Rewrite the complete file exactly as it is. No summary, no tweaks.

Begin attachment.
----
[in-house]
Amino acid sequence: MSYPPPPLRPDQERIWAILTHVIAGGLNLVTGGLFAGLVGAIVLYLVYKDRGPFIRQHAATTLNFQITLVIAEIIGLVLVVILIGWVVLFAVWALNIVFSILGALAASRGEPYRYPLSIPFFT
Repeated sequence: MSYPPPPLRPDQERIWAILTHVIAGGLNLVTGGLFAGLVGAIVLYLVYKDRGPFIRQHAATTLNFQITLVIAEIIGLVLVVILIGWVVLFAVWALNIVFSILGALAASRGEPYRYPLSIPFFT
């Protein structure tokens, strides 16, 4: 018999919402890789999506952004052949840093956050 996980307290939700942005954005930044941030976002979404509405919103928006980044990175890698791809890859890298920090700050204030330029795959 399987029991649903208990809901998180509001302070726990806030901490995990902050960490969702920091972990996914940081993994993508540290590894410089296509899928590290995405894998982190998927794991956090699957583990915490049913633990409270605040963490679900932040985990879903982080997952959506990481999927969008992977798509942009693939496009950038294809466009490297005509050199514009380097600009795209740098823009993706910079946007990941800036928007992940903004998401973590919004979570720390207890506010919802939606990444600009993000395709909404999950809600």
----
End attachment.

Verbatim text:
[in-house]
Amino acid sequence: MSYPPPPLRPDQERIWAILTHVIAGGLNLVTGGLFAGLVGAIVLYLVYKDRGPFIRQHAATTLNFQITLVIAEIIGLVLVVILIGWVVLFAVWALNIVFSILGALAASRGEPYRYPLSIPFFT
Repeated sequence: MSYPPPPLRPDQERIWAILTHVIAGGLNLVTGGLFAGLVGAIVLYLVYKDRGPFIRQHAATTLNFQITLVIAEIIGLVLVVILIGWVVLFAVWALNIVFSILGALAASRGEPYRYPLSIPFFT
């Protein structure tokens, strides 16, 4: 018999919402890789999506952004052949840093956050 996980307290939700942005954005930044941030976002979404509405919103928006980044990175890698791809890859890298920090700050204030330029795959 399987029991649903208990809901998180509001302070726990806030901490995990902050960490969702920091972990996914940081993994993508540290590894410089296509899928590290995405894998982190998927794991956090699957583990915490049913633990409270605040963490679900932040985990879903982080997952959506990481999927969008992977798509942009693939496009950038294809466009490297005509050199514009380097600009795209740098823009993706910079946007990941800036928007992940903004998401973590919004979570720390207890506010919802939606990444600009993000395709909404999950809600």